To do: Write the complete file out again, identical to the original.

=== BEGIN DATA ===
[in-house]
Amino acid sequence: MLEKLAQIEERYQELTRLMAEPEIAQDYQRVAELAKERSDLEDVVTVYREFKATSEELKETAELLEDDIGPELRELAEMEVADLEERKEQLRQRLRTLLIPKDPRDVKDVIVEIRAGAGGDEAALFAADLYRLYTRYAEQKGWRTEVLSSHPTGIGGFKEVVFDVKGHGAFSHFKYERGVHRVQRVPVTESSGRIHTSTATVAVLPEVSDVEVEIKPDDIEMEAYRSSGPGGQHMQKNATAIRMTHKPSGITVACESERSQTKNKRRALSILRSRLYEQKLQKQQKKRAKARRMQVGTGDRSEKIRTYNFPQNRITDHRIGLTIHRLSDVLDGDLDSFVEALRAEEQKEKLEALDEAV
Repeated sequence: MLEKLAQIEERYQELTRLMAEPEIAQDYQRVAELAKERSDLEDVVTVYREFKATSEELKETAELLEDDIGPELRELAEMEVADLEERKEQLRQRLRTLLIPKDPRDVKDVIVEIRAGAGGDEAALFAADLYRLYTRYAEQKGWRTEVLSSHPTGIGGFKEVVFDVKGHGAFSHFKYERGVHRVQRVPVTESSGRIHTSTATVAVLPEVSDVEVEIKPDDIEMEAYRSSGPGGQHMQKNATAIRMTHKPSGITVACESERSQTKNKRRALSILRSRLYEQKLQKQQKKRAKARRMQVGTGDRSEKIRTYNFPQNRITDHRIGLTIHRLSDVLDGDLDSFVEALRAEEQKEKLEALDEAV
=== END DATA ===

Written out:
[in-house]
Amino acid sequence: MLEKLAQIEERYQELTRLMAEPEIAQDYQRVAELAKERSDLEDVVTVYREFKATSEELKETAELLEDDIGPELRELAEMEVADLEERKEQLRQRLRTLLIPKDPRDVKDVIVEIRAGAGGDEAALFAADLYRLYTRYAEQKGWRTEVLSSHPTGIGGFKEVVFDVKGHGAFSHFKYERGVHRVQRVPVTESSGRIHTSTATVAVLPEVSDVEVEIKPDDIEMEAYRSSGPGGQHMQKNATAIRMTHKPSGITVACESERSQTKNKRRALSILRSRLYEQKLQKQQKKRAKARRMQVGTGDRSEKIRTYNFPQNRITDHRIGLTIHRLSDVLDGDLDSFVEALRAEEQKEKLEALDEAV
Repeated sequence: MLEKLAQIEERYQELTRLMAEPEIAQDYQRVAELAKERSDLEDVVTVYREFKATSEELKETAELLEDDIGPELRELAEMEVADLEERKEQLRQRLRTLLIPKDPRDVKDVIVEIRAGAGGDEAALFAADLYRLYTRYAEQKGWRTEVLSSHPTGIGGFKEVVFDVKGHGAFSHFKYERGVHRVQRVPVTESSGRIHTSTATVAVLPEVSDVEVEIKPDDIEMEAYRSSGPGGQHMQKNATAIRMTHKPSGITVACESERSQTKNKRRALSILRSRLYEQKLQKQQKKRAKARRMQVGTGDRSEKIRTYNFPQNRITDHRIGLTIHRLSDVLDGDLDSFVEALRAEEQKEKLEALDEAV